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July 28, 2012

Going behind The Other Side of the Ice
P.A.E. President Dan Streech offers a prologue to the recently published Nordhavn owner-penned book

Sprague Theobald has owned three Nordhavns. His first was an N46 named Gryphon which was purchased in 1993. A casualty of divorce, Gryphon was later replaced with another N46 Perseverance and then finally by the N57, Bagan which was hull #10 of that 40 boat production run. 

Who is Sprague? What does he do? Now 60, Sprague has led a life of adventure which has included 40,000 miles of open ocean travel- much of it on Nordhavns. Additionally, he is an Emmy™  winning film maker, author, explorer, investor, ocean racer, American’s cup crewman and even a chef before he gave up drinking in his late 20s. By the way, he also produced the “Welcome to Nordhavn” video that many of you have seen.

Sprague and I hit it off immediately during his purchase of Gryphon and have been fast friends ever since. It is seldom that a day goes by without some kind of e-mail exchange between us ranging in nature from political to social to personal or just the typical one…”How about that @#$%ing market?”

So, when Sprague approached Jim, Jeff and me in late 2007 about attempting a voyage through the Northwest Passage, he knew in the back of his devious little mind that he was putting a match to gasoline. It had been over three years since the successful completion of the NAR and those three years had been busy and prosperous for P.A.E. We were hungry for the next adventure and ready to join him. 

Several ideas were kicked around. Sprague of course was already positioned in Newport, Rhode Island with Bagan, so his passage was certainly going to be from east to west. The idea on P.A.E.’s side was to produce an N43 for the passage and then sell it afterwards much like we did with the ATW N40.  We would either ship it to RI and travel together with Sprague or depart from Seattle and travel from west to East.. meeting in the middle.

As time went by, work load realities and time constraints brought an end to the N43 idea and we readjusted our plan to be a simple financial support and sponsorship of Sprague’s adventure. But first, we decided to go up to the Arctic and take a look. During the summer of 2008, we booked three staterooms on the Akademik Ioff, a Russian expedition ship scheduled to transit the NW Passage in the fall of 2008. Jim and I with our wives, together with Sprague, made the trek to Cambridge Bay where we boarded the ship for the ten day adventure…which turned out to be equal doses of exquisite adventure and gut wrenching emotional turmoil.

Prior to departure for the trip, there were financial rumblings in the world markets and the housing bubble was already showing itself to be teetering.  But, even knowing that, we still thought that things were “normal”.  We had no idea of what was about to happen, and it literally “happened” while we were aboard the ship in the Arctic. Each morning, the ship produced a two- or three-page news summary which they somehow picked up through a radio transmission. I dreaded that daily report as it showed the rapidly declining American financial situation which led to the fall of Lehman Brothers and a free fall in the markets. Jim and I were sick with despair and worry about what this meant for P.A.E. and were helpless to do anything about it.  We were carrying an Iridium phone which was used a few times to call home, but it was problematic as it needed to be used outside in the frigid (and often windy) conditions and the connection was scratchy and imperfect. Additionally, I had left town with my personal portfolio exposed without stops or sell orders. I knew that it was taking a massive beating. Not the formula for having fun. Amazingly, we somehow still did.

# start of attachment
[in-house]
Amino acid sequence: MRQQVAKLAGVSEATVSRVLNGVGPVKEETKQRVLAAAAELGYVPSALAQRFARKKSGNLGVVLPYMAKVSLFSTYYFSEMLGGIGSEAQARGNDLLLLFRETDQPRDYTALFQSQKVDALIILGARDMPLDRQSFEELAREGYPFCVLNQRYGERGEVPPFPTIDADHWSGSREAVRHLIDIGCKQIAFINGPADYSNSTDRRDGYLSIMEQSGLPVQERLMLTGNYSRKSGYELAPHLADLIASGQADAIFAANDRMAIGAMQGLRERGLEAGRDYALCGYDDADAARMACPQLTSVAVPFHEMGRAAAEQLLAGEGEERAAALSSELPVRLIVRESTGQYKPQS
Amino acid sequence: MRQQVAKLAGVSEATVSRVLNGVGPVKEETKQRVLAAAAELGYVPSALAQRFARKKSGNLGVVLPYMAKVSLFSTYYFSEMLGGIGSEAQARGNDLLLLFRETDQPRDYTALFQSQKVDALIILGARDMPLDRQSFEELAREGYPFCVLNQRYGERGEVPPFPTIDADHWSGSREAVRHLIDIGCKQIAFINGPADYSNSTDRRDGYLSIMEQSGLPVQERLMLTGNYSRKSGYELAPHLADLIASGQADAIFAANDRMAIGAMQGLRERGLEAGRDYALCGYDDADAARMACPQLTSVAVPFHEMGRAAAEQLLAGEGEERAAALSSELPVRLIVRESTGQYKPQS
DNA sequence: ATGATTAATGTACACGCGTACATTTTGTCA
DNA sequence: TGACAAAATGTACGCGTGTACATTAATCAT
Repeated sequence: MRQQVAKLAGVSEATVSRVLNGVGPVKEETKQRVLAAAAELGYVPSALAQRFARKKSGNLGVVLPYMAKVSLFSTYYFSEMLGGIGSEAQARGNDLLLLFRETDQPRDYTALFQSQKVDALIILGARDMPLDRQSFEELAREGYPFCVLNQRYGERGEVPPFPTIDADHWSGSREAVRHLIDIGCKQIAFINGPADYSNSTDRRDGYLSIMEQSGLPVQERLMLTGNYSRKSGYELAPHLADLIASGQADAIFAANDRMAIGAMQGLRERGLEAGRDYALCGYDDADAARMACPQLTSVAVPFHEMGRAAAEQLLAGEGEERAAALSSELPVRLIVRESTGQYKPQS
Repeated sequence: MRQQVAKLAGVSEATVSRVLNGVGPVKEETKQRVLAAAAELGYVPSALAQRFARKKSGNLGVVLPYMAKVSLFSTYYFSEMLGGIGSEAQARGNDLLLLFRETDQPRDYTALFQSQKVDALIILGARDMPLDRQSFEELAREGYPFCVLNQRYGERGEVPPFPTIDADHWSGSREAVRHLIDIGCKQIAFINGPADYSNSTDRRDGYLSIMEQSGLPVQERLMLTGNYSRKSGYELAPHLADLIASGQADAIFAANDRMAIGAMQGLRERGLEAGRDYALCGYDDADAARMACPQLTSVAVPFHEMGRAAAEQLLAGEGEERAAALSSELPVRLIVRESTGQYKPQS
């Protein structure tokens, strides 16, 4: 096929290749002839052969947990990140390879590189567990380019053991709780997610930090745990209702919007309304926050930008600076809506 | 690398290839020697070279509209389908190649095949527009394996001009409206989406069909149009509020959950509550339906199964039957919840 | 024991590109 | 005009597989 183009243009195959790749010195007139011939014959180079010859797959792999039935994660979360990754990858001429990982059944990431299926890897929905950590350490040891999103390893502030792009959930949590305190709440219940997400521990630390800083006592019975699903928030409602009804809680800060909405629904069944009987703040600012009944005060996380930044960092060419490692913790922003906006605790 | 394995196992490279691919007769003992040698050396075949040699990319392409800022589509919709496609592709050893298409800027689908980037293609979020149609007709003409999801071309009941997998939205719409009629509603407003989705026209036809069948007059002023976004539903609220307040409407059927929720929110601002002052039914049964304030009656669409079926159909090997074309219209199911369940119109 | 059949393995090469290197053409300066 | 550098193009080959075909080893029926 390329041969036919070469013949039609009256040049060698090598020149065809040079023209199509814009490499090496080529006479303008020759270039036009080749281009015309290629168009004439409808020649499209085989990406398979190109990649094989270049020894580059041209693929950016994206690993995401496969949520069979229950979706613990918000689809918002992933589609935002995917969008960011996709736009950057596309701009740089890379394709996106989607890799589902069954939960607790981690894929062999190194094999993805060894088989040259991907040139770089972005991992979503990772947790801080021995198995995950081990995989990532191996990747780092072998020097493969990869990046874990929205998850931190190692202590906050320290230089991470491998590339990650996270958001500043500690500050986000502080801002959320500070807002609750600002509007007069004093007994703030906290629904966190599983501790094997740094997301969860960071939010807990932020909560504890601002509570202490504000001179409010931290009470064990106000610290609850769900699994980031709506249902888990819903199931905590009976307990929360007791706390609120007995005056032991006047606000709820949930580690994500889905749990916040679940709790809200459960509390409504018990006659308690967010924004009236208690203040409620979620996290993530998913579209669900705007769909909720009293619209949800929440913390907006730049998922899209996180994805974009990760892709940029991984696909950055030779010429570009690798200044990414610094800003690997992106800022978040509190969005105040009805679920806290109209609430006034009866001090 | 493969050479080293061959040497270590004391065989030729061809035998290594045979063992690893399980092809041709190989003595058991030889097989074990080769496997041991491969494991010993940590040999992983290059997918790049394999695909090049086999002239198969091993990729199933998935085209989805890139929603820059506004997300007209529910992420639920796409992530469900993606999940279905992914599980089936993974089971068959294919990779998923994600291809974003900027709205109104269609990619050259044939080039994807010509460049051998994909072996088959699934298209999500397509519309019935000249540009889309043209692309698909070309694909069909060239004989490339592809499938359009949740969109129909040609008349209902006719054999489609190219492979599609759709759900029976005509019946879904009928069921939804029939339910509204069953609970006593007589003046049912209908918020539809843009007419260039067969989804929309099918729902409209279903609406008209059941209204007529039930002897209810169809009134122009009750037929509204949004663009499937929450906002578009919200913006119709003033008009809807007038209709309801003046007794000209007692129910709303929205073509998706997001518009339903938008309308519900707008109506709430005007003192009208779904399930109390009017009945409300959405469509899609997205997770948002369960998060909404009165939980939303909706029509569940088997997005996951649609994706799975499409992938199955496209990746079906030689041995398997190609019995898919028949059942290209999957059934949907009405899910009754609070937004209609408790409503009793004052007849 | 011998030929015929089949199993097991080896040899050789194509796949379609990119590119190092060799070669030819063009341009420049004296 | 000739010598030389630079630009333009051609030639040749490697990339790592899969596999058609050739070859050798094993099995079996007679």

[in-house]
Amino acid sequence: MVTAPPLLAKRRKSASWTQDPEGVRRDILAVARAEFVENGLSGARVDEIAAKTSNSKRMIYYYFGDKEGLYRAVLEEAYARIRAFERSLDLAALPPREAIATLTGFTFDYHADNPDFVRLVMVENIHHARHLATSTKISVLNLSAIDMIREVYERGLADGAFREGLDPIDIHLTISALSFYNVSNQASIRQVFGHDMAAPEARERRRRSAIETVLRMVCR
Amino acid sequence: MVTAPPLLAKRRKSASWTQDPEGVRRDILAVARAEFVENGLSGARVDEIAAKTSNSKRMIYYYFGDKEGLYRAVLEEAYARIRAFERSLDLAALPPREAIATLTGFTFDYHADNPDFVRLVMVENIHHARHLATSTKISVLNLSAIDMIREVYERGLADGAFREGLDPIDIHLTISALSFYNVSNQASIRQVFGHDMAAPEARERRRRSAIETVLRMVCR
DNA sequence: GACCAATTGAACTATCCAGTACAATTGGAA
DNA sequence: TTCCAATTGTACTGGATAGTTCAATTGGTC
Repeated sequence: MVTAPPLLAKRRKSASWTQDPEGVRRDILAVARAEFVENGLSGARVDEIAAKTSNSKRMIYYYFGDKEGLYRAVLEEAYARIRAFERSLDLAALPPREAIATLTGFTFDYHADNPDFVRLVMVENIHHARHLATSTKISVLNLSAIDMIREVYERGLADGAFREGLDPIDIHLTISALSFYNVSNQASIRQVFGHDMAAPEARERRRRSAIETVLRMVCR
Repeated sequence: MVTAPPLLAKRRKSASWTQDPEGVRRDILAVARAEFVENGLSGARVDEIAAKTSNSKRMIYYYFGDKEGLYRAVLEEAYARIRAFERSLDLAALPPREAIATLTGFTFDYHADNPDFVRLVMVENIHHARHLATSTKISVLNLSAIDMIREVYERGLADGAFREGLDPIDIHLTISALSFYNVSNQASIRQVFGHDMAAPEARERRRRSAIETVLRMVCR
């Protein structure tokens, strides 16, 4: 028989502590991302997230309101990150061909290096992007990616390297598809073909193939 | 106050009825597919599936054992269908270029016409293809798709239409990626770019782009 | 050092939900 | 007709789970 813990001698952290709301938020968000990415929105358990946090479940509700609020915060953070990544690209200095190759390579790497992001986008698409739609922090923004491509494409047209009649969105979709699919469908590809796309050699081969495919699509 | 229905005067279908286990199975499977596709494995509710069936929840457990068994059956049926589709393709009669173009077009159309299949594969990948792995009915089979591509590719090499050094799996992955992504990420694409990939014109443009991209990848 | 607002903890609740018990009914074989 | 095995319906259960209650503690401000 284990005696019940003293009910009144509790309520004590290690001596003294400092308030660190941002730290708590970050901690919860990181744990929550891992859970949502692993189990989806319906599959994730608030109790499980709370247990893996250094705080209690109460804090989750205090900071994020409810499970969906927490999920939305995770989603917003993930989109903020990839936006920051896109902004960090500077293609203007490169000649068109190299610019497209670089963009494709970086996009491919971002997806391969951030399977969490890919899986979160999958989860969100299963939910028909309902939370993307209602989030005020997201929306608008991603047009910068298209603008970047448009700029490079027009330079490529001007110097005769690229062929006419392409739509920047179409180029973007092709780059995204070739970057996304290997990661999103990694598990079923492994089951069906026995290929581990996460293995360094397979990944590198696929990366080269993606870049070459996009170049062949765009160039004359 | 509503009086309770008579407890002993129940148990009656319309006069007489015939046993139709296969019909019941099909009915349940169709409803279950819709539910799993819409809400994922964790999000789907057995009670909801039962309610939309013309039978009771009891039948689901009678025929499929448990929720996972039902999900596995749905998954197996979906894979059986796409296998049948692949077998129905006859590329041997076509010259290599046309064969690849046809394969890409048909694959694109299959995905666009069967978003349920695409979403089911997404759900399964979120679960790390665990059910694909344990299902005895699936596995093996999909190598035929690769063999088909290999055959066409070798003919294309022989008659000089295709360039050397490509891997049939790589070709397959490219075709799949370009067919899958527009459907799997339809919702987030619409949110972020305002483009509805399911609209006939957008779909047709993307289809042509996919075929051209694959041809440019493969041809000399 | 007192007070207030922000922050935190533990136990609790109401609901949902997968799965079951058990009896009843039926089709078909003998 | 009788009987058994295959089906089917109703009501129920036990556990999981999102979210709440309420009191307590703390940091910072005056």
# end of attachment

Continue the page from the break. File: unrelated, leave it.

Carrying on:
By the end of that trip through the Arctic, Jim and I knew that we would be going home to some serious challenges at P.A.E., and that sadly, we were not going to be able to support Sprague, that our primary obligations were to our customers, factories, employees and to the fundamental survival of P.A.E. through what turned out to be a massive challenge to the boat building industry.

The long introduction above brings me to the purpose of the posting: Sprague soldiered on, overcoming endless obstacles and DID IT! Sprague transited the Northwest Passage in his Nordhavn 57 Bagan during the summer of 2009. It was an incredible adventure which involved danger, despair, exhilaration, adversity, perseverance, risk and ultimately success. Through it all however ran a second thread, an unexpected and unplanned for discovery; Sprague reconnected with his son and two step children and picked the scab off of unhealed wounds and unfinished business from many years earlier. 

The best part?  Sprague has brilliantly and wonderfully captured this story in his new book The Other Side of the Ice.  The book is now available on Amazon. I have read it and it is great! Also, a documentary of the trip is in final editing and will be completed soon. To follow the progress of the documentary and to get a preview of the book, check out Sprague’s web site at: http://spraguetheobald.com/ 

Dan Streech
Reporting from Squirrel Island, Maine